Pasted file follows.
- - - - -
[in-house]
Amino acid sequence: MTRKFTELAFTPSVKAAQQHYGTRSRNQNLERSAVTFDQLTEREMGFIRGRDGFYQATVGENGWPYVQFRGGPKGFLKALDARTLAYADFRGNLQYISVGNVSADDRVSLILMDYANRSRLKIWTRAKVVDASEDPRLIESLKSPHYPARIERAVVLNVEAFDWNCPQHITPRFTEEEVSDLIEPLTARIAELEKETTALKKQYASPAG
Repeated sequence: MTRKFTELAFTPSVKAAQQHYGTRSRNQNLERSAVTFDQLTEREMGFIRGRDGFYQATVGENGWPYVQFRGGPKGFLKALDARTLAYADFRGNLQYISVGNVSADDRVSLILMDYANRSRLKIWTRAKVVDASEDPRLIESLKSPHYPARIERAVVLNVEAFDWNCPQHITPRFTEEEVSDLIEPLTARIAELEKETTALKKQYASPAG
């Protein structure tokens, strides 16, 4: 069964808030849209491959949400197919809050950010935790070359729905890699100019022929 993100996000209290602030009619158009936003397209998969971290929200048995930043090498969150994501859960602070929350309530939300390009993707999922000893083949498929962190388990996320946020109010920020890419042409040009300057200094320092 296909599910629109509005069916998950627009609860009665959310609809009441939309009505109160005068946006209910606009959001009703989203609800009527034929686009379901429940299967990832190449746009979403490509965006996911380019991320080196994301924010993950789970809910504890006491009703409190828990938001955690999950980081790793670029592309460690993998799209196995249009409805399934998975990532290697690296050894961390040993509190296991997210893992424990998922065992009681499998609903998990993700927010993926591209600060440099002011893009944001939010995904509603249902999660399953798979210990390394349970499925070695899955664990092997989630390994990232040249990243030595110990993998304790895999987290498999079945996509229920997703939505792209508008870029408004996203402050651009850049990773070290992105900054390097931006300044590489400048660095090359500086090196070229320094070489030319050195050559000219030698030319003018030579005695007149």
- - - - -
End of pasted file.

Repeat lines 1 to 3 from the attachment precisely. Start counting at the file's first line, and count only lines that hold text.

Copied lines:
[in-house]
Amino acid sequence: MTRKFTELAFTPSVKAAQQHYGTRSRNQNLERSAVTFDQLTEREMGFIRGRDGFYQATVGENGWPYVQFRGGPKGFLKALDARTLAYADFRGNLQYISVGNVSADDRVSLILMDYANRSRLKIWTRAKVVDASEDPRLIESLKSPHYPARIERAVVLNVEAFDWNCPQHITPRFTEEEVSDLIEPLTARIAELEKETTALKKQYASPAG
Repeated sequence: MTRKFTELAFTPSVKAAQQHYGTRSRNQNLERSAVTFDQLTEREMGFIRGRDGFYQATVGENGWPYVQFRGGPKGFLKALDARTLAYADFRGNLQYISVGNVSADDRVSLILMDYANRSRLKIWTRAKVVDASEDPRLIESLKSPHYPARIERAVVLNVEAFDWNCPQHITPRFTEEEVSDLIEPLTARIAELEKETTALKKQYASPAG